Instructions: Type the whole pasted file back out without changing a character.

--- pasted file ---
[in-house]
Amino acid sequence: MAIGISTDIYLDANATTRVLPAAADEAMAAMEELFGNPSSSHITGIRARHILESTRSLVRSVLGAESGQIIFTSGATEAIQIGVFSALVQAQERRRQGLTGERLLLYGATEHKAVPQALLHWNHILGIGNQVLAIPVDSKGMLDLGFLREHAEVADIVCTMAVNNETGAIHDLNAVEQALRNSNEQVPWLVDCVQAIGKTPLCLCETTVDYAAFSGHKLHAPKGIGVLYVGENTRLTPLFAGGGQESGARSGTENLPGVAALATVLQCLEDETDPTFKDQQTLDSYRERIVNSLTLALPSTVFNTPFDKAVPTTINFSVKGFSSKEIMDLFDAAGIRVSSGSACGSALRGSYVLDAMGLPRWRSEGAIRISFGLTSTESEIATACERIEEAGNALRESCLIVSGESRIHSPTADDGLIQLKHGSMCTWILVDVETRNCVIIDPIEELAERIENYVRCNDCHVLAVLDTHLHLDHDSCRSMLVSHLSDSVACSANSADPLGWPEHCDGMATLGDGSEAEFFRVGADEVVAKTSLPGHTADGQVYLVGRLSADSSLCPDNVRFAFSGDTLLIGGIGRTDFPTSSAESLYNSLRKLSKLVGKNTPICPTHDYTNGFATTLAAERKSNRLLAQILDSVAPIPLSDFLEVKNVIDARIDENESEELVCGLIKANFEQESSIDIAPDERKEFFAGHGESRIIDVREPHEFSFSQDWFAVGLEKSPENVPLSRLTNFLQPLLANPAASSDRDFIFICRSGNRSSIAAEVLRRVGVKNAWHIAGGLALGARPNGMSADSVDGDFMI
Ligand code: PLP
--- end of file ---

[in-house]
Amino acid sequence: MAIGISTDIYLDANATTRVLPAAADEAMAAMEELFGNPSSSHITGIRARHILESTRSLVRSVLGAESGQIIFTSGATEAIQIGVFSALVQAQERRRQGLTGERLLLYGATEHKAVPQALLHWNHILGIGNQVLAIPVDSKGMLDLGFLREHAEVADIVCTMAVNNETGAIHDLNAVEQALRNSNEQVPWLVDCVQAIGKTPLCLCETTVDYAAFSGHKLHAPKGIGVLYVGENTRLTPLFAGGGQESGARSGTENLPGVAALATVLQCLEDETDPTFKDQQTLDSYRERIVNSLTLALPSTVFNTPFDKAVPTTINFSVKGFSSKEIMDLFDAAGIRVSSGSACGSALRGSYVLDAMGLPRWRSEGAIRISFGLTSTESEIATACERIEEAGNALRESCLIVSGESRIHSPTADDGLIQLKHGSMCTWILVDVETRNCVIIDPIEELAERIENYVRCNDCHVLAVLDTHLHLDHDSCRSMLVSHLSDSVACSANSADPLGWPEHCDGMATLGDGSEAEFFRVGADEVVAKTSLPGHTADGQVYLVGRLSADSSLCPDNVRFAFSGDTLLIGGIGRTDFPTSSAESLYNSLRKLSKLVGKNTPICPTHDYTNGFATTLAAERKSNRLLAQILDSVAPIPLSDFLEVKNVIDARIDENESEELVCGLIKANFEQESSIDIAPDERKEFFAGHGESRIIDVREPHEFSFSQDWFAVGLEKSPENVPLSRLTNFLQPLLANPAASSDRDFIFICRSGNRSSIAAEVLRRVGVKNAWHIAGGLALGARPNGMSADSVDGDFMI
Ligand code: PLP